' I believe that you havo I You loonk as if you had I I have seen the devil in you since we brought you homne from Europe against your will; especially within the last few days !' Having hurled upon her this avalanche of abuse, he strode wrathfully up and down the room until he had got ofl some of his excite ment. Then he caine and stood before his granddaughter. HIow long has your husband been missing ? he abruptly inquired. ' Since last night,' in a very low tone. 'When did you see him Inst ? Tell nme that I' 'I have already told you-last evening.' 'Tell me all thatl has occurred from the time you both left Rockhold to the time you entered this house which I placed at your disposal, and to which T sent you, to save you from the noise and bustle and excitement of a crowded hotel, and to give you rest and quiet and seclusion. Yes I and this is the result. But go on and tell me. From the time you loft Rlockhold to this time, mind you.' 'Very well, sir, I will tell you. Our journey, a series of ovations. Our reception in this city was a triumph. We mern met at the (depot by a great crowd, and by the colm mittee with carriages, and we were escorted to this house by a military and civil procession with a band of music. They left us at the gate. We entcred, and weore received by the servants As soon as I had changed my dress we went down to dinner. After dinner we went into the drawing room. A gentleman was announced on official business connected with the ceremonies of to-day. He was shown into the library and my husband wonb to him.

Many callers came.' They talked ? i 1 Mi'. -Rothsay:in"'the'library. I remainedrin·tthis room. At last the crowd began to thin off, and soon all were gono. Mr. Rothsay came into this room-and sat down by my side. We talked together for an hour or more. Then a card was brought in. Mr. Rothsay took it, looked at it, and said : ' T will see the gentleman. Show him into the front room.' ' Mr. Rothsay arose and went to the front room to receive his visitor. It was late, and 1 was very tired, so T went up stairs to my chamber and retired to bed. I have never seen my husband since.' And Corona dropped her face upon her hands and sobbed as if her heart would break. She had-utterly broken down for the first time. ' Good heavens I I don't understand it all I Had you had a lover's quarrel now in that hour when you talked together in this parlor 1' inquired the old gentleman, his insane anger being now merged in wonder. 'Had you reproached him for spending so much time with his political friends while you were waiting here alone ? ' ' Oh, no, no,' replied Corona, between her convulsive sobs. ' Good heavens i' again exclaimed the old man, ' When did you first miss him °' 'When I came down in the morning. 1 then thought that he had been kept up all night by his'friends, and that I should meet him at breakfast. The servants searched for him all over the house, but could not find him. I waited breakfast until I was faint.with fasting and suspense. Then I took a cup of coffee. On inquiry it was found that Jasper had been the last to see him since he showed the visitor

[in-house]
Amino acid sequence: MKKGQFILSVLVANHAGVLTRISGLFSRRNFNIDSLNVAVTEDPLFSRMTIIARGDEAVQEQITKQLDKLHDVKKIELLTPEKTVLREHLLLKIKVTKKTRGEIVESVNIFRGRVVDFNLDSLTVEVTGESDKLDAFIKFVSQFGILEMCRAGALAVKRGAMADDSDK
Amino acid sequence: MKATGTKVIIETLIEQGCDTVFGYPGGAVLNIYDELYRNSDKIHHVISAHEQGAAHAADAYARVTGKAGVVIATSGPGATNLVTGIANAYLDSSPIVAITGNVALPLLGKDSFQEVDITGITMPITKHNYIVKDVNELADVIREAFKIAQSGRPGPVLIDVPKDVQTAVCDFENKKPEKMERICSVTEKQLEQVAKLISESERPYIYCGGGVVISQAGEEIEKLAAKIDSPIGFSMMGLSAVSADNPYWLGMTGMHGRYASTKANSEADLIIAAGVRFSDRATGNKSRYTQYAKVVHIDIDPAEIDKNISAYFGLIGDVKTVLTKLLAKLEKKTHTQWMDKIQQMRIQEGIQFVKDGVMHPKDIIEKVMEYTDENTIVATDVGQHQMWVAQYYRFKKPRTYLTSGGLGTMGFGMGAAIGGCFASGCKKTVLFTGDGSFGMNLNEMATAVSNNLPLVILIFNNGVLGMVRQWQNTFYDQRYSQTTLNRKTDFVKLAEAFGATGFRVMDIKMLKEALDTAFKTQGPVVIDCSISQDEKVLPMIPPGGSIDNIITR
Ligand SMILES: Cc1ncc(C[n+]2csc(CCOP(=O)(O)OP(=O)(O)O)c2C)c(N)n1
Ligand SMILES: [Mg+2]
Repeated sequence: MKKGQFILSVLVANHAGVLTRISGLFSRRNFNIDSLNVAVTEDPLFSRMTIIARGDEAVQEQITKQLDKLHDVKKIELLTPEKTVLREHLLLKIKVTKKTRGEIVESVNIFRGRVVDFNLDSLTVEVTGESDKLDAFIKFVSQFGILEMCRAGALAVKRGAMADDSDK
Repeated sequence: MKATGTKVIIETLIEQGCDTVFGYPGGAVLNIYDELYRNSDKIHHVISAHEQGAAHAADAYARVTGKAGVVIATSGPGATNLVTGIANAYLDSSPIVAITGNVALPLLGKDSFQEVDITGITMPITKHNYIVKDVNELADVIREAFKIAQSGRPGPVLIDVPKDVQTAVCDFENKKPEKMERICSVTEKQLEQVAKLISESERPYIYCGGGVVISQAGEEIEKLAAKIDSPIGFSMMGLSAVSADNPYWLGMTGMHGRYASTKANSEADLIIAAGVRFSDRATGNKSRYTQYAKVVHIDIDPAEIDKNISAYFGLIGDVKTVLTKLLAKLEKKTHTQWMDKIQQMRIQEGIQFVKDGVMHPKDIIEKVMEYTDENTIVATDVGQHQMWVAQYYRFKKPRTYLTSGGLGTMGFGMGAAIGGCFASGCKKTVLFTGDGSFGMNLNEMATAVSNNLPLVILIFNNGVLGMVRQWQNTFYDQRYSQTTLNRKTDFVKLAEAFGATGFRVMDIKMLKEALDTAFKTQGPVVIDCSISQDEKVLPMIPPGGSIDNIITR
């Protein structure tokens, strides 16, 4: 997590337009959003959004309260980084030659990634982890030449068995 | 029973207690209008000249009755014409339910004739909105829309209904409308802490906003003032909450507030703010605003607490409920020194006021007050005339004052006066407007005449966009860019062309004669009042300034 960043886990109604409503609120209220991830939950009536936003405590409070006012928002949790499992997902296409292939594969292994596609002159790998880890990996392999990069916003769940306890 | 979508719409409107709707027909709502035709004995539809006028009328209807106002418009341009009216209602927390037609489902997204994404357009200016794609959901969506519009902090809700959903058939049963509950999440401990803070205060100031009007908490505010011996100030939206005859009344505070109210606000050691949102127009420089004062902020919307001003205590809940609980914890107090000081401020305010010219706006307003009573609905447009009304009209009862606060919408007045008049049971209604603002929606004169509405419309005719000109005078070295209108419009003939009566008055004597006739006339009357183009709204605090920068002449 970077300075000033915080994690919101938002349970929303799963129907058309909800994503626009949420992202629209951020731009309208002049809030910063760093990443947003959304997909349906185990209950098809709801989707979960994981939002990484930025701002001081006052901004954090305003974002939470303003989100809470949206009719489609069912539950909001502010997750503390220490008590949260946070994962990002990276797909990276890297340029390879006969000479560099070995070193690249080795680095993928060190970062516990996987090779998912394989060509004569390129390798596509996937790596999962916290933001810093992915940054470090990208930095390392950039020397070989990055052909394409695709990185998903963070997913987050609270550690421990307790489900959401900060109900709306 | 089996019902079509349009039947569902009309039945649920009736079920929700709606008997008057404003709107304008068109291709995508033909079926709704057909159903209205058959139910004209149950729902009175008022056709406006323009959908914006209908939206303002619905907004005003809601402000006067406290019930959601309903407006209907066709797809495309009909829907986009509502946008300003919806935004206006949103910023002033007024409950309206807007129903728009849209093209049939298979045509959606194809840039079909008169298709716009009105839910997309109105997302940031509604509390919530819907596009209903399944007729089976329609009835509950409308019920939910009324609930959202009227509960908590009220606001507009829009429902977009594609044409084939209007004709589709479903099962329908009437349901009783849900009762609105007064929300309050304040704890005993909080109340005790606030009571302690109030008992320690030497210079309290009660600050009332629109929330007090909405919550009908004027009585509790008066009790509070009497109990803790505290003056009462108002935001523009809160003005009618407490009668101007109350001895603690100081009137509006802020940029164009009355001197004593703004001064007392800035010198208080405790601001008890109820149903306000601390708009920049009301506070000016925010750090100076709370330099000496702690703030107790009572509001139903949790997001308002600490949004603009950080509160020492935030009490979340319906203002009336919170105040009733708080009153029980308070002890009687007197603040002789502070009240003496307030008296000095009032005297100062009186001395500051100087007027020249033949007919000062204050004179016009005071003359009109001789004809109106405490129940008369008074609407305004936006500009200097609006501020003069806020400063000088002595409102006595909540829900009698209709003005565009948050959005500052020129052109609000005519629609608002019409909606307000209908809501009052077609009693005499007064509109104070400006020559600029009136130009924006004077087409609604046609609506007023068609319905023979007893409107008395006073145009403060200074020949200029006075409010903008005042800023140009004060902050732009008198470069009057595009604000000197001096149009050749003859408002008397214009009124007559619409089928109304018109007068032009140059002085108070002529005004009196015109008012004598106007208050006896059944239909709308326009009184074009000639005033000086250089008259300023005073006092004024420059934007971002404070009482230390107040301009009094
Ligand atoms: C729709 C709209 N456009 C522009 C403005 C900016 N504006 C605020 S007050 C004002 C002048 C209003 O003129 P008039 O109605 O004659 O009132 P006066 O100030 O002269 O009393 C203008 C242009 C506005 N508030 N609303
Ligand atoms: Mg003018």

in. HOI did nob show tho visitor out. He waited some time to do so, and fell asleep. When he awoke the visitor had gone, and'the drawing rooms were empty. The man sup. posed that Mr. Bothsay had seen his friend to the door, and then retired to bed. And so he shut up the house and went to his room. No one had discovered that Mr. Rothsay: was missing until this morning. When the inaugural committee came two hours ago, the servants told them all that I have just told you,' 'Who was the last visitor! He might throw some light upon this dark, evil subjeot. Who was he o' abruptly demanded Aaron Rockharrt ' I do not know. No one seems to know. Jasper stays he never saw him before, nor ever heard his name.' 'Couldn'6 he see iu on his card l' 'Jasper c'nnot read, you must remember.' ' Where is that card 1 Let mo see it I' ' It cannot be found.' ' Conspiracy I Treason I Murder l' inter rupted Aaron Rockharrt. 'The governor elect has been decoyed away from the, house by that last caller, and has been murdered I And the people in the house may not be as innocent or ignorant as they pretend to be. I will go out and take counsel with the com mitten,' ho said, and he turned and strode out of the drawing room. WIhen he reached the hall, however, he found that the officials had gone to pursue their search for the missing man elsewhere. 'rhe mnn of his own party were nowhere to be seen. The porter, Jasper, was' the only ocoupant of the hall, and Aaron Rookharrb opened the hall door and walked out. The

rmilitary-and civil escort were on parade before theshousi- waitingfor tlregovernorelect.. Mr. Rockharrt's carriage was standing before the door. He entered it and ordered the coachman to drive to police headquarters. The hour for the inauguration of the new governor was approaching. The procession to the State House should have been in motion by this time. The people were beginning to be weary of waiting. The ofli.ials who had the ceremonies of the occasion in hand' waited until three o'clock in the afternoon, and then, as the governor-elect was nowhere to be found, as the necessity was imminent, the inaugural procession was ordered to begin its march. 'Where is he Where is Rothsay 4' de manded ,the spectaLtors one of the other. No one knoew. No one had seen him. No one could therefore answer. When the procession reached the State house, the lieutenant-governor, Kennelm Ken nedy was sworn in, and the military compaqies and the civic societies and the spectators all dispersed. (To be continued in our next.)